[Python-Dev] PEP 351, the freeze protocol

Noam Raphael noamraph at gmail.com
Sat Oct 29 22:42:49 CEST 2005


I have thought about freezing for some time, and I think that it is a
fundamental need - the need to know, sometimes, that objects aren't
going to change.

This is mostly the need of containers. dicts need to know that the
objects that are used as keys aren't going to change, because if they
change, their hash value changes, and you end up with a data structure
in an inconsistent state. This is the need of sets too, and of heaps,
and binary trees, and so on.

I want to give another example: I and my colleges designed something
which can be described as an "electronic spreadsheet in Python". We
called it a "table". The values in the table are Python objects, and
the functions which relate them are written in Python. Then comes the
problem: the user has, of course, access to the objects stored in the
table. What would happen if he changes them? The answer is that the
table would be in an inconsistent state, since something which should
be the return value of a function is now something else, and there's
no way for the table to know about that.

The solution is to have a "freeze" protocol. It may be called "frozen"
(like frozen(set([1,2,3]))), so that it will be clear that it does not
change the object itself. The definition of a frozen object is that
its value can't change - that is, if you compare it with another
object, you should get the same result as long as the other object
hasn't changed. As a rule, only frozen objects should be hashable.

I want to give another, different, use case for freezing objects. I
once thought about writing a graph package in Python - I mean a graph
with vertices and edges. The most obvious way to store a directed
graph is as a mapping (dict) from a node to the set of nodes that it
points to. Since I want to be able to find also which nodes point to a
specific node, I will store another mapping, from a node to the set of
nodes that point to it. Now, I want a method of the graph which will
return the set of nodes that a given node points to, for example to
let me write "if y in graph.adjacent_nodes(x) then". The question is,
what will the adjacent_nodes method return? If it returns the set
which is a part of the data structure, there is nothing (even no
convention!) that will prevent the user from playing with it. This
will corrupt the data structure, since the change won't be recorded in
the inverse mapping. adjacent_nodes can return a copy of the set, it's
a waste if you only want to check whether an object is a member of the

I gave this example to say that the "frozen" protocol should (when
possible) return an object which doesn't really contain a copy of the
data, but rather gives an "image" of the original object. If the
original object changes while there are frozen copies of it, the data
will be copied, and all the frozen objects will then reference a
version of the data that will never change again.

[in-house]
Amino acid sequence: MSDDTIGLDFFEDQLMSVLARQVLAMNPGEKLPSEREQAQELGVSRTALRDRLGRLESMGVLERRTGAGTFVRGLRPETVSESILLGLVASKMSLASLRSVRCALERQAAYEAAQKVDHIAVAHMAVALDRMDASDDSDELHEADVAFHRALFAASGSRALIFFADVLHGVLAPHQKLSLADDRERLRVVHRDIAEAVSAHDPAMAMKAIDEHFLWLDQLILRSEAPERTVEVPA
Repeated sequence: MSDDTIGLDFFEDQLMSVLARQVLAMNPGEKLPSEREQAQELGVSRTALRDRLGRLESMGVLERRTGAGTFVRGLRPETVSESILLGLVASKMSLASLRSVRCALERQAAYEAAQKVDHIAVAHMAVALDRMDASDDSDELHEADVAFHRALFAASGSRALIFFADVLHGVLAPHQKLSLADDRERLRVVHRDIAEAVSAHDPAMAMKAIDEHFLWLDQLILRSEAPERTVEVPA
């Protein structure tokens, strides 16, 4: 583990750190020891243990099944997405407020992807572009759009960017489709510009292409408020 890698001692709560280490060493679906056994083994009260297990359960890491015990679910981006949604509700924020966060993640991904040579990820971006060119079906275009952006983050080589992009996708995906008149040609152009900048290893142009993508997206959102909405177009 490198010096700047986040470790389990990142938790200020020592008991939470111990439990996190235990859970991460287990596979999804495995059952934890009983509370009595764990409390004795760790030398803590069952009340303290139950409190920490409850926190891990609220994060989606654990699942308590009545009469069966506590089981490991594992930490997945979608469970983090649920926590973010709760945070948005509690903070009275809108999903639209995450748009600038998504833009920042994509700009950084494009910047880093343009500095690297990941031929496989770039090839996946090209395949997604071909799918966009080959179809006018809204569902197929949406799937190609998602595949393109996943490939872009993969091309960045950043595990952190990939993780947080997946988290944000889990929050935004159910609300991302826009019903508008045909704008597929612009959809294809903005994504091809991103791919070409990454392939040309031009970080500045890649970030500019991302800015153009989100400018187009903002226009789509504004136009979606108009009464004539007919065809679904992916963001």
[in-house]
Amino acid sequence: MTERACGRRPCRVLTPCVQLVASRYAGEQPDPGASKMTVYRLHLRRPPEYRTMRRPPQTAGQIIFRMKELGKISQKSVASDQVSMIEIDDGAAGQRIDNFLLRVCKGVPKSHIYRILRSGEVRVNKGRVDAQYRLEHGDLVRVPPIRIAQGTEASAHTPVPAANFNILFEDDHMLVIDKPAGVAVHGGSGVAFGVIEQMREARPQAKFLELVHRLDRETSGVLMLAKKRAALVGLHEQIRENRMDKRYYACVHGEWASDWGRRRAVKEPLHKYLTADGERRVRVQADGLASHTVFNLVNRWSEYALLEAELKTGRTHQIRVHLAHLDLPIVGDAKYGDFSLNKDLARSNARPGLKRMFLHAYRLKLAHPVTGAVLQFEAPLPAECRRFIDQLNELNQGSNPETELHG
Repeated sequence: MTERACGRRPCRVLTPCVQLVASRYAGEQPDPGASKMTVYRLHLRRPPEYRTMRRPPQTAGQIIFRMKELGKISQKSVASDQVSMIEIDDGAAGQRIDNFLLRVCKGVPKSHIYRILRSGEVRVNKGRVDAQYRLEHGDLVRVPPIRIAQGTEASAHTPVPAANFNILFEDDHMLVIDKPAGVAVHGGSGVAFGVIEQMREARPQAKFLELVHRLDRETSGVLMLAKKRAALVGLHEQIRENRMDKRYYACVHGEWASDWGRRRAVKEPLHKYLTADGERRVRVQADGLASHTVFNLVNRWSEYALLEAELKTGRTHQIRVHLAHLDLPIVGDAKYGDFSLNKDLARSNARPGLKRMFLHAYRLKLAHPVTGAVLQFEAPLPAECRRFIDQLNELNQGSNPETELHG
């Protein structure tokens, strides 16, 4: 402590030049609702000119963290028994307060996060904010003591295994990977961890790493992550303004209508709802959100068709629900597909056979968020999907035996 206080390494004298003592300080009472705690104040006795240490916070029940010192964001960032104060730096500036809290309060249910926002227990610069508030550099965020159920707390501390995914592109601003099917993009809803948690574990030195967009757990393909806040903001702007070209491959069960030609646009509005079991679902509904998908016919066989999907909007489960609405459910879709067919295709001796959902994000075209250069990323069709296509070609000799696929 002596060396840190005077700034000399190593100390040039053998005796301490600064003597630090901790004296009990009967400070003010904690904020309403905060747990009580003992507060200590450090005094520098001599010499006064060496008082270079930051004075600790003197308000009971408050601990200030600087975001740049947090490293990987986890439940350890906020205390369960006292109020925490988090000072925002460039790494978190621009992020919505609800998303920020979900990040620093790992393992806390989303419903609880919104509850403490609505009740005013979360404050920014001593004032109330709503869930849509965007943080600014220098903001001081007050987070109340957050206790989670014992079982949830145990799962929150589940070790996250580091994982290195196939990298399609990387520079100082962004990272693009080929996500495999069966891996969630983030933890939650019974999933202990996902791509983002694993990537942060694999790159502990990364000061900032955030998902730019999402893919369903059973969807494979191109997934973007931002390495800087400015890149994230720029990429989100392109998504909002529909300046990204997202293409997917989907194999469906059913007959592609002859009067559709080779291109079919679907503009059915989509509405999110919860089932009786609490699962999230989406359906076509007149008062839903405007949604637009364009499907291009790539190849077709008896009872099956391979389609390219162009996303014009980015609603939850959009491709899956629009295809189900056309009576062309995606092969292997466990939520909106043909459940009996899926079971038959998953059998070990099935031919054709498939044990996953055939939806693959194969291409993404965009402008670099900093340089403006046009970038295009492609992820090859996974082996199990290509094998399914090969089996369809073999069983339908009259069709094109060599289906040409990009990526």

This will solve the graph problem nicely - adjacent_nodes would simply
return a frozen copy of the set, and a copy operation would happen
only in the rare cases when the returned set is being modified. This
would also help the container use cases: they may call the frozen()
method on objects that should be inserted into the container, and
usually the data won't be copied. Some objects can't be created in
their final form, but can only be constructed step after step. This
means that they must be non-frozen objects. Sometimes they are
constructed in order to get into a container. Unless the frozen()
method is copy-on-change the way I described, all the data would have
to be copied again, just for the commitment that it won't change.

I don't mean to frighten, but in principle, this may mean that
immutable strings might be introduced, which will allow us to get rid
of all the cStringIO workarounds. Immutable strings would be
constructed whenever they are needed, at a low performance cost
(remember that a frozen copy of a given object has to be constructed
only once - once it has been created, the same object can be returned
on additional frozen() calls.)

Copy-on-change of containers of non-frozen objects requires additional
complication: it requires frozen objects to have a way for setting a
callback that will be called when the original object was changed.
This is because the change makes the container of the original object
change, so it must drop its own frozen copy. This needs to happen only
once per frozen object, since after a change, all the containers drop
their frozen copies. I think this callback is conceptually similar to
the weakref callback.

Just an example that copy-on-change (at least of containers of frozen
objects) is needed: sets. It was decided that you can test whether a
non-frozen set is a member of a set. I understand that it is done by
"temporarily freezing" the set, and that it caused some threading
issues. A copy-on-change mechanism might solve it more elegantly.

What do you think?


More information about the Python-Dev mailing list